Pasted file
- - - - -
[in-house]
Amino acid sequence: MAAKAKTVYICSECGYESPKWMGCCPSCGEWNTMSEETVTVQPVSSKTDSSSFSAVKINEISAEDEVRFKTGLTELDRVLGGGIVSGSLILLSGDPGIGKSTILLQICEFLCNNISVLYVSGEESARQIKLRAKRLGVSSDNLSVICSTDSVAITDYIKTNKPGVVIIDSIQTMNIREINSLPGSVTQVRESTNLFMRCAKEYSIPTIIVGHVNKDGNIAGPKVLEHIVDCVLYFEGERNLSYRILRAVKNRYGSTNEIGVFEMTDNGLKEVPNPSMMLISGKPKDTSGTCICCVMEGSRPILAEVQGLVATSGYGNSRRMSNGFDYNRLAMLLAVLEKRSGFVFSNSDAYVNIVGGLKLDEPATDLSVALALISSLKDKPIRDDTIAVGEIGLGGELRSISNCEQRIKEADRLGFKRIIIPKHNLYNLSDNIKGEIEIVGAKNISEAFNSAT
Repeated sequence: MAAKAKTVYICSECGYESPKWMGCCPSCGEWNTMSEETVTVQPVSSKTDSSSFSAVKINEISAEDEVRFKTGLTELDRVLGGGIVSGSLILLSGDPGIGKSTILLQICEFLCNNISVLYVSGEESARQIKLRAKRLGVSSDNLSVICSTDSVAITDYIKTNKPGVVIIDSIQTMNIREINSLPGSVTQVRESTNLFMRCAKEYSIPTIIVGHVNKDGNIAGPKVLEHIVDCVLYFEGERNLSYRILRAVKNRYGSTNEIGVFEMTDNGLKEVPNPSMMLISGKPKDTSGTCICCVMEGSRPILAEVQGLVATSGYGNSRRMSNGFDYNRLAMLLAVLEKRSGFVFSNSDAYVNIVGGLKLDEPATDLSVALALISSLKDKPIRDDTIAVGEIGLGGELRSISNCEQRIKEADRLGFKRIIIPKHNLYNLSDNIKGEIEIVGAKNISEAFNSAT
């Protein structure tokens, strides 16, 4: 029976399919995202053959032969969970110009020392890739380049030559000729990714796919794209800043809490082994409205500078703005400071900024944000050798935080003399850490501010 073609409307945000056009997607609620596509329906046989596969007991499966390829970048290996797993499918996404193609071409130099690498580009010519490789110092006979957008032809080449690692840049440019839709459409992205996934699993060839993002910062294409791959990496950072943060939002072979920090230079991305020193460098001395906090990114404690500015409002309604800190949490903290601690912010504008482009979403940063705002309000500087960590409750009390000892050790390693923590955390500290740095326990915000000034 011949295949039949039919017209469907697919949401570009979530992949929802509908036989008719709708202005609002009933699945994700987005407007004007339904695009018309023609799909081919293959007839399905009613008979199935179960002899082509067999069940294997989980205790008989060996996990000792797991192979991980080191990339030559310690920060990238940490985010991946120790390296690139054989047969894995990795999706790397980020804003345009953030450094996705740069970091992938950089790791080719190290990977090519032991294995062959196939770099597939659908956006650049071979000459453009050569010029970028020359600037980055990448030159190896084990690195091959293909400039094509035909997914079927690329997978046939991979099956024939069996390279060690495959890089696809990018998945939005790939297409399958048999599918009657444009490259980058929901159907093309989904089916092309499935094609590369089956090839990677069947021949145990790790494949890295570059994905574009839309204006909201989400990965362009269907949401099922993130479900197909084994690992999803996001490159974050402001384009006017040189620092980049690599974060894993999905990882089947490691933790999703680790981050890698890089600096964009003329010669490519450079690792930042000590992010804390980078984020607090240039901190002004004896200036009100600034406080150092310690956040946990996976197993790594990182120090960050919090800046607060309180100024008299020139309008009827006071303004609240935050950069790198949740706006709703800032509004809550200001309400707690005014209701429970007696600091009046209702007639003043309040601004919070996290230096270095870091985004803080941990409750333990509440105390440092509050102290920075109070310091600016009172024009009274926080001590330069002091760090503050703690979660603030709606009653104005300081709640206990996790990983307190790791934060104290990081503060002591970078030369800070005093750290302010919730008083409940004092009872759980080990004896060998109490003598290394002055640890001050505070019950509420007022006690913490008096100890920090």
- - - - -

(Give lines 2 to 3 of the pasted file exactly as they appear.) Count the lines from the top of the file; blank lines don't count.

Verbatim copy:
Amino acid sequence: MAAKAKTVYICSECGYESPKWMGCCPSCGEWNTMSEETVTVQPVSSKTDSSSFSAVKINEISAEDEVRFKTGLTELDRVLGGGIVSGSLILLSGDPGIGKSTILLQICEFLCNNISVLYVSGEESARQIKLRAKRLGVSSDNLSVICSTDSVAITDYIKTNKPGVVIIDSIQTMNIREINSLPGSVTQVRESTNLFMRCAKEYSIPTIIVGHVNKDGNIAGPKVLEHIVDCVLYFEGERNLSYRILRAVKNRYGSTNEIGVFEMTDNGLKEVPNPSMMLISGKPKDTSGTCICCVMEGSRPILAEVQGLVATSGYGNSRRMSNGFDYNRLAMLLAVLEKRSGFVFSNSDAYVNIVGGLKLDEPATDLSVALALISSLKDKPIRDDTIAVGEIGLGGELRSISNCEQRIKEADRLGFKRIIIPKHNLYNLSDNIKGEIEIVGAKNISEAFNSAT
Repeated sequence: MAAKAKTVYICSECGYESPKWMGCCPSCGEWNTMSEETVTVQPVSSKTDSSSFSAVKINEISAEDEVRFKTGLTELDRVLGGGIVSGSLILLSGDPGIGKSTILLQICEFLCNNISVLYVSGEESARQIKLRAKRLGVSSDNLSVICSTDSVAITDYIKTNKPGVVIIDSIQTMNIREINSLPGSVTQVRESTNLFMRCAKEYSIPTIIVGHVNKDGNIAGPKVLEHIVDCVLYFEGERNLSYRILRAVKNRYGSTNEIGVFEMTDNGLKEVPNPSMMLISGKPKDTSGTCICCVMEGSRPILAEVQGLVATSGYGNSRRMSNGFDYNRLAMLLAVLEKRSGFVFSNSDAYVNIVGGLKLDEPATDLSVALALISSLKDKPIRDDTIAVGEIGLGGELRSISNCEQRIKEADRLGFKRIIIPKHNLYNLSDNIKGEIEIVGAKNISEAFNSAT